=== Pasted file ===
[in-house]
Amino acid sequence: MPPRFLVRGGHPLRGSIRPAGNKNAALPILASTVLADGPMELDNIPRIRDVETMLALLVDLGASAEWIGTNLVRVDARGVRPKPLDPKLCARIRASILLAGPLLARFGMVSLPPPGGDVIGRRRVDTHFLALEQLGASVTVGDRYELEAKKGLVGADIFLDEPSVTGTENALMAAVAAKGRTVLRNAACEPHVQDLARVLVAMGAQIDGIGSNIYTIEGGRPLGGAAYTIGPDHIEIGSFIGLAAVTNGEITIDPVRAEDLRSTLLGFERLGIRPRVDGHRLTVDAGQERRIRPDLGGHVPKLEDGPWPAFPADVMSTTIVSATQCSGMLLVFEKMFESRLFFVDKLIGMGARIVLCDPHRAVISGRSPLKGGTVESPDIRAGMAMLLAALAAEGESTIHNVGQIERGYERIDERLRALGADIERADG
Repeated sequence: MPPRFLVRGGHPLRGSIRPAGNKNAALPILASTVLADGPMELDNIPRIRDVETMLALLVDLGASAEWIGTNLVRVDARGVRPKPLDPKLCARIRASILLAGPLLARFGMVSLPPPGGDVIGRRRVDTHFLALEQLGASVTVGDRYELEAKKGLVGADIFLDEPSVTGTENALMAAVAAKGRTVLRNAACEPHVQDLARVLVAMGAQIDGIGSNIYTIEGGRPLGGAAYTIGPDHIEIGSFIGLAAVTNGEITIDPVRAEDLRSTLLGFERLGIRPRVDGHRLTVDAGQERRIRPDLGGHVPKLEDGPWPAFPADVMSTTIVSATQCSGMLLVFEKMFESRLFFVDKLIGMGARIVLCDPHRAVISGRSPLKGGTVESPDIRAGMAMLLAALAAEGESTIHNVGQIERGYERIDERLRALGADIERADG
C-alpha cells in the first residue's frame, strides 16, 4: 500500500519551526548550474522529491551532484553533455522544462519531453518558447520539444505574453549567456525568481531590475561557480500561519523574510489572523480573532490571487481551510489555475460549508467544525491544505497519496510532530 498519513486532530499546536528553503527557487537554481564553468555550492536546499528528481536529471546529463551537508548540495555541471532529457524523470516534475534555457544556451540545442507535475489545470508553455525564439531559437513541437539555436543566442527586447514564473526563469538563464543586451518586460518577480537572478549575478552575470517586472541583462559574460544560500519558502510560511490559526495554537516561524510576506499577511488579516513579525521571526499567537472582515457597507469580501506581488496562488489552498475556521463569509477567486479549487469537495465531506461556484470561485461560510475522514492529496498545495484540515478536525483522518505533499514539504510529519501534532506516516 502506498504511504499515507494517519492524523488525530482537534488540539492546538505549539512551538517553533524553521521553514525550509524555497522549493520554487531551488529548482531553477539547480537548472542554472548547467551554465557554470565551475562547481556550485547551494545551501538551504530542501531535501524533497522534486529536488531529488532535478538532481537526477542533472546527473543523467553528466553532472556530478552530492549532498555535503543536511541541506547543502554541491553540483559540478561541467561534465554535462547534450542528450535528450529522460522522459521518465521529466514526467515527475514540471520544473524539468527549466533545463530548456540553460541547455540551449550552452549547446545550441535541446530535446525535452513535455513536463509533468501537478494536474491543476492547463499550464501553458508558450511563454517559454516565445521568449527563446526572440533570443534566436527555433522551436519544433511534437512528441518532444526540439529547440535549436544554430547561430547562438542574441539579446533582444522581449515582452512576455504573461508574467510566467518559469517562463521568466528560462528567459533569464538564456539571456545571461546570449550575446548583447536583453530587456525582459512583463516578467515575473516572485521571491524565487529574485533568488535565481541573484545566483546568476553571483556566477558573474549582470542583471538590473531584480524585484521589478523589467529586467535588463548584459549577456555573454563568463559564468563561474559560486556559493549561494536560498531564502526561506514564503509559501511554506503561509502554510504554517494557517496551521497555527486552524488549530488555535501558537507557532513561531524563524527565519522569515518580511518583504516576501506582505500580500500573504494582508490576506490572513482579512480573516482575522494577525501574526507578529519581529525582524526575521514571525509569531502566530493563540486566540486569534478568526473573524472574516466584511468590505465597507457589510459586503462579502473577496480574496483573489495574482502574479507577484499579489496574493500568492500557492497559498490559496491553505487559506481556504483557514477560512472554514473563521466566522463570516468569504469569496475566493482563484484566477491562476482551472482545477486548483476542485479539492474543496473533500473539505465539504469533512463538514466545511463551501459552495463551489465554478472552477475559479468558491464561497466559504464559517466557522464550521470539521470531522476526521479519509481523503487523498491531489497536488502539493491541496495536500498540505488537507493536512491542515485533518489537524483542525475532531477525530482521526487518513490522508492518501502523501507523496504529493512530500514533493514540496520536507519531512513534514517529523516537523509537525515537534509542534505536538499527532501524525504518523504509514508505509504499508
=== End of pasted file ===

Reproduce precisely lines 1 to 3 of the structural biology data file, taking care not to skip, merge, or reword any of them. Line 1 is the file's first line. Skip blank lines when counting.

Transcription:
[in-house]
Amino acid sequence: MPPRFLVRGGHPLRGSIRPAGNKNAALPILASTVLADGPMELDNIPRIRDVETMLALLVDLGASAEWIGTNLVRVDARGVRPKPLDPKLCARIRASILLAGPLLARFGMVSLPPPGGDVIGRRRVDTHFLALEQLGASVTVGDRYELEAKKGLVGADIFLDEPSVTGTENALMAAVAAKGRTVLRNAACEPHVQDLARVLVAMGAQIDGIGSNIYTIEGGRPLGGAAYTIGPDHIEIGSFIGLAAVTNGEITIDPVRAEDLRSTLLGFERLGIRPRVDGHRLTVDAGQERRIRPDLGGHVPKLEDGPWPAFPADVMSTTIVSATQCSGMLLVFEKMFESRLFFVDKLIGMGARIVLCDPHRAVISGRSPLKGGTVESPDIRAGMAMLLAALAAEGESTIHNVGQIERGYERIDERLRALGADIERADG
Repeated sequence: MPPRFLVRGGHPLRGSIRPAGNKNAALPILASTVLADGPMELDNIPRIRDVETMLALLVDLGASAEWIGTNLVRVDARGVRPKPLDPKLCARIRASILLAGPLLARFGMVSLPPPGGDVIGRRRVDTHFLALEQLGASVTVGDRYELEAKKGLVGADIFLDEPSVTGTENALMAAVAAKGRTVLRNAACEPHVQDLARVLVAMGAQIDGIGSNIYTIEGGRPLGGAAYTIGPDHIEIGSFIGLAAVTNGEITIDPVRAEDLRSTLLGFERLGIRPRVDGHRLTVDAGQERRIRPDLGGHVPKLEDGPWPAFPADVMSTTIVSATQCSGMLLVFEKMFESRLFFVDKLIGMGARIVLCDPHRAVISGRSPLKGGTVESPDIRAGMAMLLAALAAEGESTIHNVGQIERGYERIDERLRALGADIERADG